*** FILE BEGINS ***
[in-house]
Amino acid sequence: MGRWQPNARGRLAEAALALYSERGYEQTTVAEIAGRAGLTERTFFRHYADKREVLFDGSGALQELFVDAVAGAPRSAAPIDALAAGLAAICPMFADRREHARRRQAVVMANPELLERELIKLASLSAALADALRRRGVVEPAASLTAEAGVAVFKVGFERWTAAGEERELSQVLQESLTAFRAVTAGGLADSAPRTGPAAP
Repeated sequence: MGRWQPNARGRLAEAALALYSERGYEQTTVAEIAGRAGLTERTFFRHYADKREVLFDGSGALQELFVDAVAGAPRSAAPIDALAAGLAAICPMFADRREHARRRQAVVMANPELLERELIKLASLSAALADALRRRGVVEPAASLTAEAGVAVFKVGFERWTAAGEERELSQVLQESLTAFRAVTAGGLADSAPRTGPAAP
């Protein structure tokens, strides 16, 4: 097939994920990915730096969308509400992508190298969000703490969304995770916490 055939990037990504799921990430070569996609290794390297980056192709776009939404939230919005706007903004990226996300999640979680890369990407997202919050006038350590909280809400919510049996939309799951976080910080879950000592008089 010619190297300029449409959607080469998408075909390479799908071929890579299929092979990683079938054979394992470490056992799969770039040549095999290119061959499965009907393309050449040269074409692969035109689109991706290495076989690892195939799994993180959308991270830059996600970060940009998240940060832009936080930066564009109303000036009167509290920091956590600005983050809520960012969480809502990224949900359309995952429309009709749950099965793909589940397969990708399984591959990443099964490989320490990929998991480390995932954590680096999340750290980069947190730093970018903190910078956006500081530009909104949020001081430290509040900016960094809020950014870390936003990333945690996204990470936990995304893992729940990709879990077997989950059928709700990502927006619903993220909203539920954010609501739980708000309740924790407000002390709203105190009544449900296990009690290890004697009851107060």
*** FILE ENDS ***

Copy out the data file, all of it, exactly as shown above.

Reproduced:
[in-house]
Amino acid sequence: MGRWQPNARGRLAEAALALYSERGYEQTTVAEIAGRAGLTERTFFRHYADKREVLFDGSGALQELFVDAVAGAPRSAAPIDALAAGLAAICPMFADRREHARRRQAVVMANPELLERELIKLASLSAALADALRRRGVVEPAASLTAEAGVAVFKVGFERWTAAGEERELSQVLQESLTAFRAVTAGGLADSAPRTGPAAP
Repeated sequence: MGRWQPNARGRLAEAALALYSERGYEQTTVAEIAGRAGLTERTFFRHYADKREVLFDGSGALQELFVDAVAGAPRSAAPIDALAAGLAAICPMFADRREHARRRQAVVMANPELLERELIKLASLSAALADALRRRGVVEPAASLTAEAGVAVFKVGFERWTAAGEERELSQVLQESLTAFRAVTAGGLADSAPRTGPAAP
């Protein structure tokens, strides 16, 4: 097939994920990915730096969308509400992508190298969000703490969304995770916490 055939990037990504799921990430070569996609290794390297980056192709776009939404939230919005706007903004990226996300999640979680890369990407997202919050006038350590909280809400919510049996939309799951976080910080879950000592008089 010619190297300029449409959607080469998408075909390479799908071929890579299929092979990683079938054979394992470490056992799969770039040549095999290119061959499965009907393309050449040269074409692969035109689109991706290495076989690892195939799994993180959308991270830059996600970060940009998240940060832009936080930066564009109303000036009167509290920091956590600005983050809520960012969480809502990224949900359309995952429309009709749950099965793909589940397969990708399984591959990443099964490989320490990929998991480390995932954590680096999340750290980069947190730093970018903190910078956006500081530009909104949020001081430290509040900016960094809020950014870390936003990333945690996204990470936990995304893992729940990709879990077997989950059928709700990502927006619903993220909203539920954010609501739980708000309740924790407000002390709203105190009544449900296990009690290890004697009851107060």